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GUEST,Karen Origin: Saint James Infirmary Blues (286* d) RE: Origin: Saint James Infirmary Blues 15 Nov 17


Hello Brian

Thank you for discussing. You say:

The other examples I've mentioned show pretty clearly that 'St James' was present in a strain of the song as sung in the field going back at least 100 years.

The earliest example I have of the use of St James found is 1918. We are not yet one hundred years from that date.

Hello Bob the Postman

Helen Crighton has found the same song found in Nova Scotia by Mackenzie, some time before 1928.

Here is a link to an online version of Mackenzie (you will see I have been collecting these old editions, as I have been fascinated to see how the story has built up over the years)

http://novastory.ca/cdm/ref/collection/picbooks/id/9222

Mackenzie says:

HE BAD GIRL'S LAMENT
The relationship between this song and "The Dying Cowboy" is obvious.
Both of them are derived from the English broadside song of "The Unfortunate Rake" or "The Unfortunate Lad." See Journal, xxiv, 341; Journal of the Folk-Song Society, iv, 325; v, 193; Cox, p. 242. A version of "The Bad Girl's Lament," from Antigonish, Nova Scotia, was contributed by Barry to Journal, xxv, 277. In the Sharp MS. of Songs from the Southern Appalachians (Harvard College Library), p. 807, there is a fragment entitled "St. James's Hospital,"
in which the bad girl is replaced by "my son":

As I have said, the song collected by Sharp was not published until after Sharp's death, but if you read his diary you find out he copied his field notes and left a set at Harvard, and it is these to which Mackenzie refers. The journal of the folk song society he refers to, well, I'll let you look that up for yourself.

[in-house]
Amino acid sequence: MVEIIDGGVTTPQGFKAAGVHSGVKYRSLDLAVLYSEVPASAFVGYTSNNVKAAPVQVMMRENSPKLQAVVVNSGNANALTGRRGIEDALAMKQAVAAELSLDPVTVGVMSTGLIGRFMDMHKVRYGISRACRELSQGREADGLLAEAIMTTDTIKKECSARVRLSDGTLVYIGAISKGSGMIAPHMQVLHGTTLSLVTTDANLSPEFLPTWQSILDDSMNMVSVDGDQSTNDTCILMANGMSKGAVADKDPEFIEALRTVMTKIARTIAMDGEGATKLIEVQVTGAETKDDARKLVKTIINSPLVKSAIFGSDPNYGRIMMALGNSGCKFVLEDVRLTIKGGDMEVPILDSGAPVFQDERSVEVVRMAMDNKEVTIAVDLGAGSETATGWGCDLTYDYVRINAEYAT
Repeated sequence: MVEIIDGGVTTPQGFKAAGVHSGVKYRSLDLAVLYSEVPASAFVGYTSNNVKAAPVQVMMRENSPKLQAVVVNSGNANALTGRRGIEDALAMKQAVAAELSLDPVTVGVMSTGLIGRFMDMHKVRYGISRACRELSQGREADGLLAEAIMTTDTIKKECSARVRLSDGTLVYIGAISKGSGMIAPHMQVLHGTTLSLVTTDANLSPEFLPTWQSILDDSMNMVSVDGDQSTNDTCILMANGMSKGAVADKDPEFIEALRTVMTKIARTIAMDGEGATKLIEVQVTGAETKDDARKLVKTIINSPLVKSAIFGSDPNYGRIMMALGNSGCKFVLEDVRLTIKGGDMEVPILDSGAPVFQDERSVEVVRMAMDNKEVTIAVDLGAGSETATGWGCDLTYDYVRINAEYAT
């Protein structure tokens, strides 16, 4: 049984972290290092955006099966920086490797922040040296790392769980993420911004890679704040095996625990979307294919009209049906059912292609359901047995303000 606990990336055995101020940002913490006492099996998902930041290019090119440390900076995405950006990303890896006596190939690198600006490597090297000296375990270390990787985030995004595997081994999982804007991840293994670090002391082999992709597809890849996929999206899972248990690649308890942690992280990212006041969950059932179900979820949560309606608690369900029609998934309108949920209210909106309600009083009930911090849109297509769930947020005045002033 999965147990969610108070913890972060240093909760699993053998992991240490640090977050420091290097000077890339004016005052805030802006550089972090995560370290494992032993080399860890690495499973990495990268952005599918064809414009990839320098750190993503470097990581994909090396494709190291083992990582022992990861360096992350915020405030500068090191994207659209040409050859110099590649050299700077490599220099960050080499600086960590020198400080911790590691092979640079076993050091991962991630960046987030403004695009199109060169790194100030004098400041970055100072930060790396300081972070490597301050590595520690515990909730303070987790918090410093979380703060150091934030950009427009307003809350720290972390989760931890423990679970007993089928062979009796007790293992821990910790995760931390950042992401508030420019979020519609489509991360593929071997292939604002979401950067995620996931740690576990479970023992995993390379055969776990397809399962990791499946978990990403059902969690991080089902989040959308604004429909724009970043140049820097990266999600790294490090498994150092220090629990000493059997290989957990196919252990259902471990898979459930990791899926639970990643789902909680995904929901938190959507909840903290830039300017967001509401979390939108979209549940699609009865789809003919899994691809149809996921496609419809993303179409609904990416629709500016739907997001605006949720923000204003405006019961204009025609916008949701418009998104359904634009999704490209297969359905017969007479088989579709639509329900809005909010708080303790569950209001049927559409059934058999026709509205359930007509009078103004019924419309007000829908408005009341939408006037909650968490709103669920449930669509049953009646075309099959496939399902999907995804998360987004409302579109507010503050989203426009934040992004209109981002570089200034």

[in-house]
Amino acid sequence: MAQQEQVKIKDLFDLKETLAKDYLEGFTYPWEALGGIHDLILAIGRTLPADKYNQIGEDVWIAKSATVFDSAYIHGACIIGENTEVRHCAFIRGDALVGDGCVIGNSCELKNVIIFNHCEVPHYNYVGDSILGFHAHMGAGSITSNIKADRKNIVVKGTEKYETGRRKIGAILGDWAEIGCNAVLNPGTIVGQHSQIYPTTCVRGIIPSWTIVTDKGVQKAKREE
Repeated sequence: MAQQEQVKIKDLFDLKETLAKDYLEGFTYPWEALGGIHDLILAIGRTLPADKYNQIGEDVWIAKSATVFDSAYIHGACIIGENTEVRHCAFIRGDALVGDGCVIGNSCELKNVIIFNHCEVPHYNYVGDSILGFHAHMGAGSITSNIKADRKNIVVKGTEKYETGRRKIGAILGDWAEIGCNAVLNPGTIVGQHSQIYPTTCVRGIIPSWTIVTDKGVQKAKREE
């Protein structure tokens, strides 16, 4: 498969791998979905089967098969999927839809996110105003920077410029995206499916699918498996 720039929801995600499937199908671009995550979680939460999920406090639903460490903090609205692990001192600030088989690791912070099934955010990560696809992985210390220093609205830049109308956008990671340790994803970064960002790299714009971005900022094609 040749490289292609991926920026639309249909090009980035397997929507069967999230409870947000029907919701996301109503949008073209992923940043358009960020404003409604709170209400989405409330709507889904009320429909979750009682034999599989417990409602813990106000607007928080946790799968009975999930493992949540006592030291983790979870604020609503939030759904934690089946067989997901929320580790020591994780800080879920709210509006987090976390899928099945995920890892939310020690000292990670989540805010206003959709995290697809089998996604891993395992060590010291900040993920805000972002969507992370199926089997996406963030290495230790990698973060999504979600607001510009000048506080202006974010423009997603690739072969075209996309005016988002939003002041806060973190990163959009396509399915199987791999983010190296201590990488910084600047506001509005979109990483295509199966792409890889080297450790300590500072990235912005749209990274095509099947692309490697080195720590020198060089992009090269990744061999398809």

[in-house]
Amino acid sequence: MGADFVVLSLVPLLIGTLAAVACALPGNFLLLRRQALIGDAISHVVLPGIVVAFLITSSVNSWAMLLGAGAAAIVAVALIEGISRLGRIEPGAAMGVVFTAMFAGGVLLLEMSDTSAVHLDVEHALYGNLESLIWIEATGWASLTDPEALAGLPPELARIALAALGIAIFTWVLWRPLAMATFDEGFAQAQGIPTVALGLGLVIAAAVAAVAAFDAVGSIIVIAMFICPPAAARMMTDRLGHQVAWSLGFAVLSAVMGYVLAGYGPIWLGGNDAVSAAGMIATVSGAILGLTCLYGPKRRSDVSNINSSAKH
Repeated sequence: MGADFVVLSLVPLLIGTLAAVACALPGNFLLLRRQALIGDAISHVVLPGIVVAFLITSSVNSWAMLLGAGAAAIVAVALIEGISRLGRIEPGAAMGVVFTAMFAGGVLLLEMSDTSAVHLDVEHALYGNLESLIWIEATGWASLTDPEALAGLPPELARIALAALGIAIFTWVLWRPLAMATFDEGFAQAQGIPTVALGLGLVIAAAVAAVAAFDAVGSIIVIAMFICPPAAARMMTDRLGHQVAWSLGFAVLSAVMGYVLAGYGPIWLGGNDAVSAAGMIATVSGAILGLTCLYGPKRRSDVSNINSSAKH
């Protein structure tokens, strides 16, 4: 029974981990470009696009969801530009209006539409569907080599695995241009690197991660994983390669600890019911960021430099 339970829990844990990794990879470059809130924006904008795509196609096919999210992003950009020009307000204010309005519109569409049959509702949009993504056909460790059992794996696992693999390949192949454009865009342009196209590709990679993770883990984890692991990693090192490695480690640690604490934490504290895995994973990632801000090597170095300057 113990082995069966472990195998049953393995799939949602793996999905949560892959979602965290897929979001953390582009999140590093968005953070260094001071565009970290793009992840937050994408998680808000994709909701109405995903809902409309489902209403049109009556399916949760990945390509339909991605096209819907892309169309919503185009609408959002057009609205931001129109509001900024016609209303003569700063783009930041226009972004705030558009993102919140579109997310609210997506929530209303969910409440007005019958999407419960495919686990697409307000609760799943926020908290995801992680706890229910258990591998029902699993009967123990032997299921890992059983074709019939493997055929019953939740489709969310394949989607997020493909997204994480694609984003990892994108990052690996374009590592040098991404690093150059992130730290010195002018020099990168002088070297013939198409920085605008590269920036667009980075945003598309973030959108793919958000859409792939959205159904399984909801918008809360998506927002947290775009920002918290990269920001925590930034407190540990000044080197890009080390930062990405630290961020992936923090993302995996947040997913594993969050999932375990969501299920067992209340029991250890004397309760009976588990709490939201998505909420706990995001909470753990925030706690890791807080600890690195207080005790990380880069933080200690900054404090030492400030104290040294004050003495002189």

I also looked up Cox, who sets up another wild goose chase relating to highwayman hanging songs, which also feature death requests.

Cox refers you back to Philips Barry (whom I have also a copy of). He is the one who started the idea that The Cowboy's lament was an Americanisation of My Jewel My Joy.

Philips Barry is quite interesting: he says the existence of the Irish cadence in Scotland tends to prove its Irish origin. Given the degree of intermixing of peoples, I have a feeling this is another one that could be discussed interminably.

Barry says basically that very few Irish songs get Americanised, but he gives The Coyboy's Lament as one example.

Barry confuses matters by quoting from the Such broadside, which is called 'The Unfortunate Lad' but asserting - and as usual - with *no reference or source* to back him up that the song is called 'The Unfortunate Rake'. I think this must just how Harvard people were taught to write articles at that time?????


Amusingly and oddly (to me) he appears to find 'the plainsman's ... weakness' for poker and whisky' less offensive than the 'coarse vices of the dissolute soldier', but you'll have to read it in context. You can find this on JSTOR and read it for nothing if you register, which is cost free..


For me, Mackenzie is collecting songs at a time when if we accept what emerges from Harwood, various versions close to the jazz one have been circulating the US. I have no problem in thinking that it got to Novia Scotia, which looks much closer on my map to the USA than the USA is to Ireland. I am happy to believe that this wording was doing the rounds in the USA, but not happy to 'infer' ie guess that it came from the British Isles.

Thank you for reading: this discussion is interesting.

One can find quite formal Victorian papers in which the phrase 'Lock hospital' was used: it was not necessarily slang.


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